Black Panther-based cans were sent in a lighted box to social influencers by Pepsico, and the results were astonishing. “It was a huge success story with more than 550 million impressions,” Knapps said. “It was an unbelievable number. It shows how printed electronics can influence markets.”
Sri Vishnu Subramanian of OPVIUS was up next with his talk, “Pioneering Customization in Photovoltaic Production.” Subramanian focused on the need for solar to be adaptable to cities.
“Urbanization is a global megatrend, and land is very scarce and cannot be awarded to alternate technologies,” Subramanian noted. “We need lightweight and adaptable technology, and OPV is very robust. OPV technology can be integrated into our day to day life, like curtains or plaster. OPVIUS creates customized modules for each customer’s needs.”
Genes’Ink CEO Corinne Versini followed with “About the Reduction of Rare Metal Availability and its consequences on electronic. A new opportunity for flexible and printed electronics.”
Versini said that scarcity may be the biggest challenge that mankind has faced. “We know now that Earth will not be able to sustain mankind indefinitely. We have no choice,” Versini added.
“We are finding alternatives to raw material such as indium,” Versini continued. “Production of indium is relatively scarce. We are working on transparent conductive inks, but there are limited raw materials. GenesInk nano-solutions help decrease the consumption of raw materials and avoid pollution. Our TranDuctive ink is based on silver nanowires replacing ITO (indium tin oxide). Nano silver ink deposition is simple and uses robust processes for metal mesh, such as gravure, inkjet and screen printing.”
CYNORA CSO Thomas Baumann closed this session with “Will TADF Technology Change OLED Displays?” Baumann noted that red and green emitters are efficient, but current inefficient blue is a huge problem for OLED display makers.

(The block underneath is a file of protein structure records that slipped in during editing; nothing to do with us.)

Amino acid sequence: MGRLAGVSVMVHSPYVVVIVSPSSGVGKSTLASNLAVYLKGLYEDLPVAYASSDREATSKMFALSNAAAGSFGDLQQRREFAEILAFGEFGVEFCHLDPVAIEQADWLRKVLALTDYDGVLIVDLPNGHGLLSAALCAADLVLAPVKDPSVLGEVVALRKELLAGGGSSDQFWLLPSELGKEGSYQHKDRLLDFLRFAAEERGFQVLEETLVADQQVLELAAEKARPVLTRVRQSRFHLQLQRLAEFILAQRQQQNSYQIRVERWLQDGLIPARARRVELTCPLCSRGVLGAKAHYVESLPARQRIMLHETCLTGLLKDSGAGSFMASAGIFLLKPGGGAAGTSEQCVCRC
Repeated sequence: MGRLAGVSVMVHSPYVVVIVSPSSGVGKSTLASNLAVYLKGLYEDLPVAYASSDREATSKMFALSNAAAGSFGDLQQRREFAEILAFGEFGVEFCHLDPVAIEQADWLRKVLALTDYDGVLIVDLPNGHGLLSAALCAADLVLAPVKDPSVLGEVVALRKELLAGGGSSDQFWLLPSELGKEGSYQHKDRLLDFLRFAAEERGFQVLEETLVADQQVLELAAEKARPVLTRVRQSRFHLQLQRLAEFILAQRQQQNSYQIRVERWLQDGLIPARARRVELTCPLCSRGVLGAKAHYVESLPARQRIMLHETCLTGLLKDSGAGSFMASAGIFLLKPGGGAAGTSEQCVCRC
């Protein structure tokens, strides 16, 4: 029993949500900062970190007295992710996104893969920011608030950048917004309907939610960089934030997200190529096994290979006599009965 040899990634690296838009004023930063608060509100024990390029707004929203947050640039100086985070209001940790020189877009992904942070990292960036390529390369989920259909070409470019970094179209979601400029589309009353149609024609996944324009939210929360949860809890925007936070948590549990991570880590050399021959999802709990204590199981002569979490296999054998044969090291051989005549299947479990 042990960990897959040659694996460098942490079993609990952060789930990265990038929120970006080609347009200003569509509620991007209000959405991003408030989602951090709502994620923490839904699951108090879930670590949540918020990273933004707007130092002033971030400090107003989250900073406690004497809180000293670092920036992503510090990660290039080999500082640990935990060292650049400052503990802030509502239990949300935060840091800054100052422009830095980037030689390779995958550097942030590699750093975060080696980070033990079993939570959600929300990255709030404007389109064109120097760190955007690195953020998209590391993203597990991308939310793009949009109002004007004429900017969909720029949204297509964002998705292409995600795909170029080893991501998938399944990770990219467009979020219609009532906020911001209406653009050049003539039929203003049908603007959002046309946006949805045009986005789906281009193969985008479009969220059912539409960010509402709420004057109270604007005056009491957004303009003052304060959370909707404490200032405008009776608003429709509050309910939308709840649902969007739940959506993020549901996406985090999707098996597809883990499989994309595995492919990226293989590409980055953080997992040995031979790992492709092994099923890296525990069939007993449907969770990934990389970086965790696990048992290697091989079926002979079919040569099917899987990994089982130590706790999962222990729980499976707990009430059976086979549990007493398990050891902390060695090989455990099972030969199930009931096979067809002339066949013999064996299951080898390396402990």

‘CYNORA’s top priority is bringing the first efficient blue materials to the market,’ added Baumann. “As far as we know, CYNORA is the only company to have shown a real display blue. Color, efficiency and lifetime of blue emitters are all connected and cannot be judged separately. We are also looking into red and green emitters, and have already sent our first green materials for our customers to sample. The future of OLED is bendable and flexible, and we need to decrease the power consumption. TADF will play a major role in that.”
Stan Farnsworth, chief marketing officer for NovaCentrix, hosted the second morning session, Business and Product Developments.
Raynergy Tek Inc. CTO Dr. Yi-Ming Chang began this segment with “Challenges in the industrialization of non-fullerene organic photovoltaic technology.”
‘We are developing OPV for energy harvesting and organic photodetectors for testing,’ Dr. Chang said. “Non-fullerene with bandgap engineering could achieve PCE >14%. This will expedite commercialization of OPV technology.”
SENORICS CEO Dr. Ronny Timmreck was next with “Organic Based NIR-Photodetectors Enabling Miniaturized Spectroscopy Solutions.” SENORICS is a spin-off from IAPP of the TU Dresden group of Prof. Karl Leo, the same group that launched Novaled and Heliatek.